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  • 722
  • Date :
  • 2/5/2011

What poets say about love

Part 4


Love has no thought of self!

Love buys not with the ruthless usurer’s gold

The loathsome prostitution of a hand

Without a heart! Love sacrifices all things

To bless the thing it loves!

        Bulwer-Lytton—The Lady of Lyons. Act V. Sc. 2. L. 23.   32


Love thou, and if thy love be deep as mine,

Thou wilt not laugh at poets.

        Bulwer-Lytton—Richelieu. Act I. Sc. 1. L. 177.   33


No matter what you do, if your heart is ever true,

And his heart was true to Poll.

        F. C. Burnand—His Heart was true to Poll.   34


To see her is to love her,

  And love but her forever;

For nature made her what she is,

  And never made anither!

        Burns—Bonny Lesley.   35


The wisest man the warl’ e’er saw,

  He dearly loved the lasses, O.

        Burns—Green Grow the Rashes.   36


The golden hours on angel wings

  Flew o’er me and my dearie,

For dear to me as light and life

  Was my sweet Highland Mary.

        Burns—Highland Mary.   37


Oh my luve’s like a red, red rose,

  That’s newly sprung in June;

Oh my luve’s like the melodie

  That’s sweetly played in tune.

        Burns—Red, Red Rose.   38


What is life, when wanting love?

  Night without a morning;

Love’s the cloudless summer sun,

  Nature young adorning.

        Burns—Thine am I, my Faithful Fair.   39


And this is that Homer’s golden chain, which reacheth down from heaven to earth, by which every creature is annexed, and depends on his Creator.

        Burton—Anatomy of Melancholy. Pt. III. Sec. 1. Memb. 1. Subsec. 7.   40

No cord nor cable can so forcibly draw, or hold so fast, as love can do with a twined thread.

        Burton—Anatomy of Melancholy. Pt. III. Sec. 2. Memb. 1. Subsec. 2.   41


The falling out of lovers is the renewing of love.

        Burton—Anatomy of Melancholy. Pt. III. Sec. 2. Terence—Andria. III. 23.   42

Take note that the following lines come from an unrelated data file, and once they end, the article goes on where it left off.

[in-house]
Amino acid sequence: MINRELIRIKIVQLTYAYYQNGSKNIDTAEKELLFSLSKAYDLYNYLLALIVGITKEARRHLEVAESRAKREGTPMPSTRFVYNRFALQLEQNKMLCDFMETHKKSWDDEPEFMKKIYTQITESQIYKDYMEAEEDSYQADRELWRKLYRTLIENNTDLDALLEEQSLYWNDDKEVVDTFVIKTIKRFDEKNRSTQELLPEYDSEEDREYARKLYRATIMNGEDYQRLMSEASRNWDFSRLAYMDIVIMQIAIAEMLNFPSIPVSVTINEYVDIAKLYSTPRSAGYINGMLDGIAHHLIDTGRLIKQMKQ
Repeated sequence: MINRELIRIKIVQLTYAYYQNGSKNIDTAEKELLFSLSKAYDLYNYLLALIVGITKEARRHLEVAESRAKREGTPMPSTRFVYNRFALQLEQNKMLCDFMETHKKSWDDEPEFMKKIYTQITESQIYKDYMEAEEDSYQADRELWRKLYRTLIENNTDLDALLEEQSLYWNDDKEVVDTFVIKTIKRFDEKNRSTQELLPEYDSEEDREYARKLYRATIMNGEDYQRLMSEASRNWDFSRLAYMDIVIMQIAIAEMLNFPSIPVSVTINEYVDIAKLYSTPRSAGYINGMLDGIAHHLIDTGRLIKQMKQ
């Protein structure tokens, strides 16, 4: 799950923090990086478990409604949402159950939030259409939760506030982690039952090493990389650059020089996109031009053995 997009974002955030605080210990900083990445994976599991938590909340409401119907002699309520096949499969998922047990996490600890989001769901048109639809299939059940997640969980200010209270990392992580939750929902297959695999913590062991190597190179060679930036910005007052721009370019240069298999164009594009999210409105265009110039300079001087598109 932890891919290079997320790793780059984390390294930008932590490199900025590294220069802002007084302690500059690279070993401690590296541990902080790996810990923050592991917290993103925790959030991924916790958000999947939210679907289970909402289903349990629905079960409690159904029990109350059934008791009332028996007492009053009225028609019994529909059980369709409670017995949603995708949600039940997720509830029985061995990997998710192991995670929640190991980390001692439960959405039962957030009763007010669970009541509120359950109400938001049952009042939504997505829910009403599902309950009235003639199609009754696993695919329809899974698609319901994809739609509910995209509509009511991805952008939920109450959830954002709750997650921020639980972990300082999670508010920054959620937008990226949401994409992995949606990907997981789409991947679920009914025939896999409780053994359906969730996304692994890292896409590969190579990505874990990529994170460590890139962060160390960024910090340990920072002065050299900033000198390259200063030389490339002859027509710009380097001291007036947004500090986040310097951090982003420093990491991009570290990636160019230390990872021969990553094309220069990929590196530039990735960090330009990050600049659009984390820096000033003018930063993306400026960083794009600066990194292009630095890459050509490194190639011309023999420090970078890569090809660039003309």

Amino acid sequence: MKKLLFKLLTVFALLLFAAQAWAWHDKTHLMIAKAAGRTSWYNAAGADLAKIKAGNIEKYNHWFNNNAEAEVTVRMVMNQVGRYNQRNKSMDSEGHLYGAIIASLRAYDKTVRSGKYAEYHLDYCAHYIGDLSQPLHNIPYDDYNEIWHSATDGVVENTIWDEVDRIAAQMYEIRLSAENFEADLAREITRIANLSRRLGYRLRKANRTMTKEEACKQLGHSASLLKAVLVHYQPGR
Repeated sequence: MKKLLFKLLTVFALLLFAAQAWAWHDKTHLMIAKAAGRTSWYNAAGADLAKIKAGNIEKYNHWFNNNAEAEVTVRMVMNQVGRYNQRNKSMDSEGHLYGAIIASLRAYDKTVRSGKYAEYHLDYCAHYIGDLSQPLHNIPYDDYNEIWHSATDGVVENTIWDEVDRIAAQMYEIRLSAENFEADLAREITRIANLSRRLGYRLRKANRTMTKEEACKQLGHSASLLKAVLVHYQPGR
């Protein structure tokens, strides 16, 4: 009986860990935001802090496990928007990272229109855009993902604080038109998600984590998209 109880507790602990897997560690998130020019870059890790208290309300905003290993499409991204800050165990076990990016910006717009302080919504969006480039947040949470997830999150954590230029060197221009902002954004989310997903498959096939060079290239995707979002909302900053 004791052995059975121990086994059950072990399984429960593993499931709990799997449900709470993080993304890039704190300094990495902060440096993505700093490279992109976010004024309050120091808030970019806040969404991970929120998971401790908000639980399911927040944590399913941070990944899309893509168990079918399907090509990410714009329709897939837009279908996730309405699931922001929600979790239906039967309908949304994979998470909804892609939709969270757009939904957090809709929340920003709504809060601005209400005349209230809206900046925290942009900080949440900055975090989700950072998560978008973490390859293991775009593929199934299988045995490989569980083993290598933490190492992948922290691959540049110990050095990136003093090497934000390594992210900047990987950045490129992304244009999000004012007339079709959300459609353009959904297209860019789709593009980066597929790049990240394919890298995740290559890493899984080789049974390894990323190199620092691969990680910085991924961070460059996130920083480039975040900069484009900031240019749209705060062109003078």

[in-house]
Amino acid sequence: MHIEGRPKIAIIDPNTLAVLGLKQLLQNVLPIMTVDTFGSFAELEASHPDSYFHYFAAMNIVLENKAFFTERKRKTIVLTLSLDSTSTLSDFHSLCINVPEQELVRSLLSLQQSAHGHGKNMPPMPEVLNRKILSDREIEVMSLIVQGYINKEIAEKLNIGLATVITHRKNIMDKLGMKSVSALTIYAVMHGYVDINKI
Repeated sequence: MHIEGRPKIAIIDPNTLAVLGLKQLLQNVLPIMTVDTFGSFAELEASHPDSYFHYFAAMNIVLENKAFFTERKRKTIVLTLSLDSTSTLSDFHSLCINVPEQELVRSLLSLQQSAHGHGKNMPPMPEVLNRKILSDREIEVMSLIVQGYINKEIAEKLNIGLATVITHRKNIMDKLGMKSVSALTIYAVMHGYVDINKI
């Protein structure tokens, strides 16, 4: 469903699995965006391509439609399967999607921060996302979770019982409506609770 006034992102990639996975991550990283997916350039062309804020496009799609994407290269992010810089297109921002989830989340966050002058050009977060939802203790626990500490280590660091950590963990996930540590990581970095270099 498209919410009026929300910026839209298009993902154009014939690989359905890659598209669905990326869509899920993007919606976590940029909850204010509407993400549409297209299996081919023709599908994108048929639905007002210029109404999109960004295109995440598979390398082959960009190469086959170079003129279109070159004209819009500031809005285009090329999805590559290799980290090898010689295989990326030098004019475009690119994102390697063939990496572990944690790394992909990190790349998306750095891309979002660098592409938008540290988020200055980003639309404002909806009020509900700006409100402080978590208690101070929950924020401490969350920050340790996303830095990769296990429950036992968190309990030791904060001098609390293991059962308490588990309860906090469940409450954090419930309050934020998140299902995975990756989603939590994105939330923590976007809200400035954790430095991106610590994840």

Love in your hearts as idly burns

As fire in antique Roman urns.

        Butler—Hudibras. Pt. II. Canto I.   43


Love is a boy by poets styl’d:

Then spare the rod and spoil the child.

        Butler—Hudibras. Pt. II. Canto I. L. 843.   44


What mad lover ever dy’d,

To gain a soft and gentle bride?

Or for a lady tender-hearted,

In purling streams or hemp departed?

        Butler—Hudibras. Pt. III. Canto I.   45


When things were as fine as could possibly be

I thought ’twas the spring; but alas it was she.

        John Byrom—A Pastoral.   46


Oh Love! young Love! bound in thy rosy band,

Let sage or cynic prattle as he will,

These hours, and only these, redeem Life’s years of ill.

        Byron—Childe Harold. Canto II. St. 81.   47


Who loves, raves—’tis youth’s frenzy—but the cure

Is bitterer still.

        Byron—Childe Harold. Canto IV. St. 123.   48


O! that the Desert were my dwelling place,

With one fair Spirit for my minister,

That I might all forget the human race,

And, hating no one, love but only her!

        Byron—Childe Harold. Canto IV. St. 177.   49


Man’s love is of man’s life a thing apart,

  ’Tis woman’s whole existence: man may range

The court, camp, church, the vessel, and the mart,

  Sword, gown, gain, glory, offer in exchange

Pride, fame, ambition, to fill up his heart,

  And few there are whom these cannot estrange;

Men have all these resources, we but one,

To love again, and be again undone.

        Byron—Don Juan. Canto I. St. 194.   50

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